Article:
Oil nears $82 per barrel as dollar hits new low

Discussion in 'Wall St. News' started by S2007S, Oct 21, 2009.

  1. S2007S


    Another day another WORTHLESS dollar, consumer will be feeling the high costs of energy within months, no recovery for the economy with $100+ oil.

    Oil nears $82 per barrel as dollar hits new low

    By MARK WILLIAMS (AP) – 29 minutes ago

    Oil prices hit new highs for the year Wednesday just as the dollar fell to new lows against the euro, showing how much the weak U.S. currency has come to dominate energy markets.

    Benchmark crude for December delivery jumped more than 3 percent, or $2.71 to $81.83 a barrel on the New York Mercantile Exchange. It got as high as $80.70.

    Gasoline futures spiked 4 percent and Brent crude rose $2.48 to $79.72 on the ICE Futures exchange.

    The run-up in prices came within minutes of a government report showing that crude supplies in the United States are growing and that refiners are producing very little gasoline because consumers aren't using as much.

    "The dollar obviously is the overriding factor," PFGBest analyst Phil Flynn said. "It's not about demand I can tell you that."

    Refiners are shutting down plants, a combination of little demand and rising crude prices that wipe out profit margins.

    That can have real consequences at the pump. The government reported Wednesday that gasoline supplies fell by more than 2 million barrels last week.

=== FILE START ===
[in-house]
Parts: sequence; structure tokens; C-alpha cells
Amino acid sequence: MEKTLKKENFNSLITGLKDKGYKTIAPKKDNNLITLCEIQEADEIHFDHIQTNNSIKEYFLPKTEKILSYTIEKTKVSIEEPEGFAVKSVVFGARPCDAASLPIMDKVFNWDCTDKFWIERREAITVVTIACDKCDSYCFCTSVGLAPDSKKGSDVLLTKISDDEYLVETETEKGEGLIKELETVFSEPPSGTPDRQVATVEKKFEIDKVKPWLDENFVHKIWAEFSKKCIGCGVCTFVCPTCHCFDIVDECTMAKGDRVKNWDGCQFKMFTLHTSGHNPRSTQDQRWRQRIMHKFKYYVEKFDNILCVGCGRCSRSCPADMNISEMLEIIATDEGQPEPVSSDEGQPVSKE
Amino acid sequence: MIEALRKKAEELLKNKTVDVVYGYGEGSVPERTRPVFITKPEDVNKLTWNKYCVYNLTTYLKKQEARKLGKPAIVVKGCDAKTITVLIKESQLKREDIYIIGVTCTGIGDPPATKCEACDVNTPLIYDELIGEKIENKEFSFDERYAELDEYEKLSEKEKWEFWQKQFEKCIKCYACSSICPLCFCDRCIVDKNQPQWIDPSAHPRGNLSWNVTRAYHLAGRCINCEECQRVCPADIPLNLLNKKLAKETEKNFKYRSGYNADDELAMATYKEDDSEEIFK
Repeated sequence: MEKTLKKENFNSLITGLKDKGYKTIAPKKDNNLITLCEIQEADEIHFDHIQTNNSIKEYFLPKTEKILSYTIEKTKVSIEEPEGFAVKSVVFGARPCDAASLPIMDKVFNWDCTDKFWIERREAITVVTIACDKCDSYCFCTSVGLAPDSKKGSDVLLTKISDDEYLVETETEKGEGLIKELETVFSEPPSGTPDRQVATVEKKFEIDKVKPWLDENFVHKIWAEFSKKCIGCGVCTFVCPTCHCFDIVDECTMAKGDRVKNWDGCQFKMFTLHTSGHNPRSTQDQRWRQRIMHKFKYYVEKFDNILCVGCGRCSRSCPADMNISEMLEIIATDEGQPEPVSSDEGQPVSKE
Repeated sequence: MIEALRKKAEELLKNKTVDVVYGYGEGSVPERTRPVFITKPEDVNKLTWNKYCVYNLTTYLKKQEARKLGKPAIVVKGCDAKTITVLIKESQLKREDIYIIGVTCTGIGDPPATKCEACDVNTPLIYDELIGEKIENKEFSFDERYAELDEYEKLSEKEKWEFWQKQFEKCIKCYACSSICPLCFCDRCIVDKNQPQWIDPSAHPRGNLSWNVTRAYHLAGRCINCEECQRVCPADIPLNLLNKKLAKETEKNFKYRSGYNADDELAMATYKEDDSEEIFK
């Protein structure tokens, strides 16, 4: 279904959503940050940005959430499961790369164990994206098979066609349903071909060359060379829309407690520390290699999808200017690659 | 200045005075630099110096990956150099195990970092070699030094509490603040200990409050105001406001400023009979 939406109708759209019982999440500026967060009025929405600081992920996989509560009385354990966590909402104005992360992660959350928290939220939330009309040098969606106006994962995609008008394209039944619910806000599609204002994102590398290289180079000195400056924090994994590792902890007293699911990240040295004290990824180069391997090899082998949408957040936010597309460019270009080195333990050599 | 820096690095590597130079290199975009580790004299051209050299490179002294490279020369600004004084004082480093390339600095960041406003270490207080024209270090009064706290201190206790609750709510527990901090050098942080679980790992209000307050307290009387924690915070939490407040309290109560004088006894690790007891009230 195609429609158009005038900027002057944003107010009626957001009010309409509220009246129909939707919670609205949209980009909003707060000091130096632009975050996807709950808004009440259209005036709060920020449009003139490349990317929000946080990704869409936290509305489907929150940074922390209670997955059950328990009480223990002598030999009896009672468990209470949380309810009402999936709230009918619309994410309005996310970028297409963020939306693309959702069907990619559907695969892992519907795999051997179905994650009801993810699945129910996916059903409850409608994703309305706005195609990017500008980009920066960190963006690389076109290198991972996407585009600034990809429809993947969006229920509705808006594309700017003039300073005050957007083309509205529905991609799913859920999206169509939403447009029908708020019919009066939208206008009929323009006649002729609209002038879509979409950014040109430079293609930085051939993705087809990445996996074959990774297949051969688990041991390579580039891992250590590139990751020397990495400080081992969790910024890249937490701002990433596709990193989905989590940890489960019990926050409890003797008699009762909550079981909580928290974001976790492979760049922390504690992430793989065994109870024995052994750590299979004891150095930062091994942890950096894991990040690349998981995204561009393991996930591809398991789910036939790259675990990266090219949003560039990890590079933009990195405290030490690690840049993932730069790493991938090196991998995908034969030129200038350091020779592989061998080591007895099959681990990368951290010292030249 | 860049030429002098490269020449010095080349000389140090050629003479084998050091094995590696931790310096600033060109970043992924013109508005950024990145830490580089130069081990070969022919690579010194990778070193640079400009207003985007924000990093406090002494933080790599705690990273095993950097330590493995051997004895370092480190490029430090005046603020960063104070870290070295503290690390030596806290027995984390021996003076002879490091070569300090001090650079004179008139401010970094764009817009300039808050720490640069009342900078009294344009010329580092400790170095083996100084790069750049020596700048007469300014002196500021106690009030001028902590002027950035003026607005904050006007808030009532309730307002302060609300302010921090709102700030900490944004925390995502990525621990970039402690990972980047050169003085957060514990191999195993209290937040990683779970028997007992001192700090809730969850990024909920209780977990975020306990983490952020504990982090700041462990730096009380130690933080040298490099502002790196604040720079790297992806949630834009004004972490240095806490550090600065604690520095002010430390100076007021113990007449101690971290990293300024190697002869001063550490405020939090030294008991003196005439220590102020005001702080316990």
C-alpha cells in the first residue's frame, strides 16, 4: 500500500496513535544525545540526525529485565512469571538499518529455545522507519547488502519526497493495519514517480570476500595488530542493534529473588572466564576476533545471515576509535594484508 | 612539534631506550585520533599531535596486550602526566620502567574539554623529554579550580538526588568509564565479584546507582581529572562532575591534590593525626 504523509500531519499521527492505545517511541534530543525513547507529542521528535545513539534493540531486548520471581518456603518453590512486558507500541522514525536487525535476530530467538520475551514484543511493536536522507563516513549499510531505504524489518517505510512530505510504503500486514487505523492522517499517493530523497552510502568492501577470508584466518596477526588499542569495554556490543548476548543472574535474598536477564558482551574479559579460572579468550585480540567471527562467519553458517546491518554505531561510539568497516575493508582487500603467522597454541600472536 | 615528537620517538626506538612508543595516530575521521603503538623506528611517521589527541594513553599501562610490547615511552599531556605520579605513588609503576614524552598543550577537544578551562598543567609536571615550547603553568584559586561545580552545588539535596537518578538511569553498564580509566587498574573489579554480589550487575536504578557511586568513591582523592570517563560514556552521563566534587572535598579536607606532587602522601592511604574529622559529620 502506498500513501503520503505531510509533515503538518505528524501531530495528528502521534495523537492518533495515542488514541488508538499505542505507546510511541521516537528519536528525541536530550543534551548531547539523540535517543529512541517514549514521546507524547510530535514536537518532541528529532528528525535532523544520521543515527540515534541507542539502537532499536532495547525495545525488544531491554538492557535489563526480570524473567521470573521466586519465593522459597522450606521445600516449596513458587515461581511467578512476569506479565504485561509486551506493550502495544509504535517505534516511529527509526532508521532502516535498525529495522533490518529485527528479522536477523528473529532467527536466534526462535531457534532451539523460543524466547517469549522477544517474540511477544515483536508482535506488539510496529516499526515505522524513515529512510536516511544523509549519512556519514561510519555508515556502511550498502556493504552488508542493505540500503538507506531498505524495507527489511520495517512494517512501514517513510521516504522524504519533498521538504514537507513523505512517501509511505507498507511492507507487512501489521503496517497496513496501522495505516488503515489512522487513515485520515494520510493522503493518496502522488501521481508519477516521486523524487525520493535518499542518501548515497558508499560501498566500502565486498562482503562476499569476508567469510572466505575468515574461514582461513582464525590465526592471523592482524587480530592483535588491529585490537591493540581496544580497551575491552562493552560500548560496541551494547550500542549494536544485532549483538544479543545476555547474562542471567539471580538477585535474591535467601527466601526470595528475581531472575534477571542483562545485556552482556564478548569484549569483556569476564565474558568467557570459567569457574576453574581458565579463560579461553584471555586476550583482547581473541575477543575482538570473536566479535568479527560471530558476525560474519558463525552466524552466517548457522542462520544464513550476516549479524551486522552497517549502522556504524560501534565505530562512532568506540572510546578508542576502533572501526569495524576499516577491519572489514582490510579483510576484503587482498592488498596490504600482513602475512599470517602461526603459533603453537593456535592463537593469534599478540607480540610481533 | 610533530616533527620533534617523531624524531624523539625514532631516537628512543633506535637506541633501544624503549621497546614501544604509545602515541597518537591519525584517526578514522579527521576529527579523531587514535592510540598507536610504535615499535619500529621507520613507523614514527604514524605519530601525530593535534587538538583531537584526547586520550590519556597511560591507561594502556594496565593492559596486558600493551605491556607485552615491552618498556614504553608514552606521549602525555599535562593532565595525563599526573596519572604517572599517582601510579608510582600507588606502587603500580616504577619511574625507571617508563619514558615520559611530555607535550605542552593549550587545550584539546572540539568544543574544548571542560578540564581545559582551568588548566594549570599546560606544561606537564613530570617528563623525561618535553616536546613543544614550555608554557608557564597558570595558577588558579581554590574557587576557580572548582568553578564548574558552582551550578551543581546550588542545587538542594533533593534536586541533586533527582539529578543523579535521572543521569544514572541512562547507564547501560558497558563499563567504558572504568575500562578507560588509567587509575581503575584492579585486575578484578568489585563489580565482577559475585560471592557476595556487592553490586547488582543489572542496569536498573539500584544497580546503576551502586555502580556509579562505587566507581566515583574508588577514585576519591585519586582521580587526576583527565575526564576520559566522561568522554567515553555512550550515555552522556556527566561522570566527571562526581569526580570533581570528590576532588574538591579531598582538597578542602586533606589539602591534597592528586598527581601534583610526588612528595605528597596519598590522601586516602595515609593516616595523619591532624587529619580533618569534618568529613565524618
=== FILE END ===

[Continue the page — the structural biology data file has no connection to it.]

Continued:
There is usually a lag between the direction of crude bought and sold on Nymex and the price that people pay for gasoline to fill up their cars.

    Crude began to rise on Oct. 7, when a barrel cost less than $70. Prices moved higher for eight days in a row, nearly reaching $80.

    Average retail gasoline prices started ticking higher one week later and a gallon has increased every day since, up about 12 cents in one week to $2.596 on Wednesday, according to auto club AAA, Wright Express and Oil Price Information Service.

    A gallon is still 29 cents less than last year at this time, when gas prices were in full retreat.

    There are concerns that spiking energy prices could stunt any economic recovery in Europe and the United States. Energy Secretary Steven Chu said Tuesday that crude prices at $80 per barrel right now is worrisome.

    Even though the amount of oil is well above normal for this time of year, it seems any movement in the dollar draws more money. Crude is priced in dollars, so it gets cheaper when the U.S. currency falls.

    One euro now fetches more than $1.50, the highest since August 2008.

    Demand for gasoline has risen over the past four weeks compared to the same period last year, but it's important to note that a pair of nasty hurricanes sent gas prices spiking in some parts of the country then and the crisis on Wall Street was in full bloom.

    Flynn said the combination of record low interest rates combined with government attempts to stimulate an economy weak from recession have helped drive oil prices higher than the otherwise would given the glut of crude. That, in turn, could prove to be a drag on the economy in the form of higher gasoline and heating oil costs this winter.

    "At what point are consumers going to be feeling the pain?" he asked.

    In other Nymex trading, heating oil rose 7.6 cents to $2.12 a gallon. Gasoline for November delivery rose 7.6 cents to $2.07 a gallon. Natural gas for November delivery rose 13 cents to $5.29 per 1,000 cubic feet.